Before ?I?m Afraid of Americans? he said ?This song is about how I hate Americans. So here it goes? in a very flippant way, then before ?Heroes? he said ?And this song is about how much I loove Americans. It?s your song, and it?s our song too? with a nice grin.
Before ?Battle For Britain? he said ?What were you doing in the ?90s? Well, we were doing this?. Mike Garson added a chaotic solo to the end of "Five Years", "The Motel" was gorgeous sounding live and so sad. ?Quicksand? was amazing and inspired almost a happy tear. ?The Supermen? was amazing, and Cat played guitar during that one with all the other members of the band! The ?Sunday? -ÃƒÂ ? Heathen? thing that I?ve heard about on here was done. I?ll tell you how they did it...
Earl Slick played an awesome solo at the end of ?Sunday? then held the last note and held that note and held that note (to applause) until Gerry Leonard came in with his guitar and started ?Heathen??really amazing sounding. There was a new sound during ?Heroes? sort of a synth swoosh that repeated itself?very nice.
Bowie was very chatty and was asking about the curfew a few times (into the microphone) to someone offstage, who he said didn?t answer, so he decided to continue. During the encore when he turned and asked them about how much time they had left a stage hand put his index finger up and motioned in a circle over his head (which either means ?wrap it up? or ?go ahead?) and David said ?oh, ok, we can keep going then!?
The crowd was?well let?s face it this is the fifth time he?s been to the LA area, they were the last to get on the bandwagon?a lot of industry people?.and a lot of lookie-loos. I saw a lot of young girls trying to dance sexy to get David?s attention, a lot of guys with their girlfriends holding up their plastic cup full of beer to David instead of waving their arms along with him or singing.
But Bowie didn?t pander to this audience, he indulged himself. He looked like a kid who had lifted up the garage door and decided to play something for the neighborhood. He made no apologies?during the encore at the end of ?Slip Away? he sat on his knees front and center playing the Stylophone as Polyphonic Spree danced on stage in different colored robes. After the song was over he said ?We?ve done this a few times?I don?t know if we?ll do it again.?
I just remembered a couple more things he said: When he came out he just said he wasn't going to wait etc...then he said "Hello all you crazy mother fuckers!" (as is the norm so far) and then said "Maybe you're even the craziest!" Which was funny....then again...LA is known for being a little kooky.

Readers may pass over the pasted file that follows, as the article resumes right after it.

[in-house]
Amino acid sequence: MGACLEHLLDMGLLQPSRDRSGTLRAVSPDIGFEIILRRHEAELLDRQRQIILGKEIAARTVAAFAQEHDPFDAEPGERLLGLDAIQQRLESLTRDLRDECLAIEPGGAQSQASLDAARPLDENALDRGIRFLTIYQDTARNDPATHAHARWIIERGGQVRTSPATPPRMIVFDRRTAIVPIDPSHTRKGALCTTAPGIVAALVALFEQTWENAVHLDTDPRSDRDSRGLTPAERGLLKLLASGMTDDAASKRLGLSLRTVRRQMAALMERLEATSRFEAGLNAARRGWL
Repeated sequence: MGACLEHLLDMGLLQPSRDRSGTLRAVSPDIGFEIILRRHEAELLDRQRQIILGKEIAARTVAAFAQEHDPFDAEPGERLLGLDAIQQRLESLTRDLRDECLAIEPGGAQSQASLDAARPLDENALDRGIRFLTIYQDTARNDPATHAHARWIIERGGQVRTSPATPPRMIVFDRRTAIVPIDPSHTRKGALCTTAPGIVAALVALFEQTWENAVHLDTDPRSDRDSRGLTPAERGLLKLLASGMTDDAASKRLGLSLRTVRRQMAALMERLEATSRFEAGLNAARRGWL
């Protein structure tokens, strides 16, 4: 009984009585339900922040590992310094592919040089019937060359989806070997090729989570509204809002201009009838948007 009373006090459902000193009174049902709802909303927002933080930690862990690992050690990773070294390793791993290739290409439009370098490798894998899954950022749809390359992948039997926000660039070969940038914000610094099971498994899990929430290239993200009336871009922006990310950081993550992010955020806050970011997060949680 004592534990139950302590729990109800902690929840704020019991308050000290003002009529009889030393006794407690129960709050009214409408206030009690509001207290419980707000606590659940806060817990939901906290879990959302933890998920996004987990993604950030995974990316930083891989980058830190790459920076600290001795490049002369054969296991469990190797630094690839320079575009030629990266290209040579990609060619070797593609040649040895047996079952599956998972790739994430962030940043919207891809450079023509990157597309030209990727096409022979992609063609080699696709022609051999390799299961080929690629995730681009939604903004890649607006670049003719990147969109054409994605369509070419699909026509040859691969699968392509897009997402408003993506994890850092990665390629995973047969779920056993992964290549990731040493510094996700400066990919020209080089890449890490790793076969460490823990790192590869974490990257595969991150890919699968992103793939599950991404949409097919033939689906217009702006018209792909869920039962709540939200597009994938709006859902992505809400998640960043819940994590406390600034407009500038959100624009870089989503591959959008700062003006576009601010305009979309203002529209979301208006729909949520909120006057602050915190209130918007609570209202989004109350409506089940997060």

Also at one point during the show he said "Ah! You're making me feel 50 again!" which brought on peals of laughter. He looked soo young!
Struggling For Reality: David Bowie At The Greek by BowieNetter Scott Spalding
Something went amiss early in the show that affected things to come, but that didn?t stop Thursday night?s concert with David Bowie at The Greek Theater in Hollywood from being an extraordinary performance by a gifted group of artists. Halfway through the introductory film of animation and time-lapse photography of New York City, the video suddenly cut out and went black. The stage was quiet for a few moments until the lights came up and Mr. Bowie himself approached the front of the stage to greet the audience with an apology for the technical glitch. He called the band on stage and they kicked off the show with "Rebel Rebel." For someone who has seen the show before, it was somewhat anticlimactic not to have the dramatic reveal of Bowie out of the shadows of the "Rebel" intro, but that didn?t dampen the spirits of this sold-out crowd.
It was a beautiful night in the Hollywood Hills under the stars, and speaking of stars, plenty were in attendance, including Brian Setzer, who was spotted in the crowd with a lovely lady on his arm. It?s been years since his Stray Cats days, but Mr. Setzer looked fit and spiffy in a sharp suit and his trademark bouffant hairdo. "Joey Soprano" was rumored to be in the crowd but that was unconfirmed.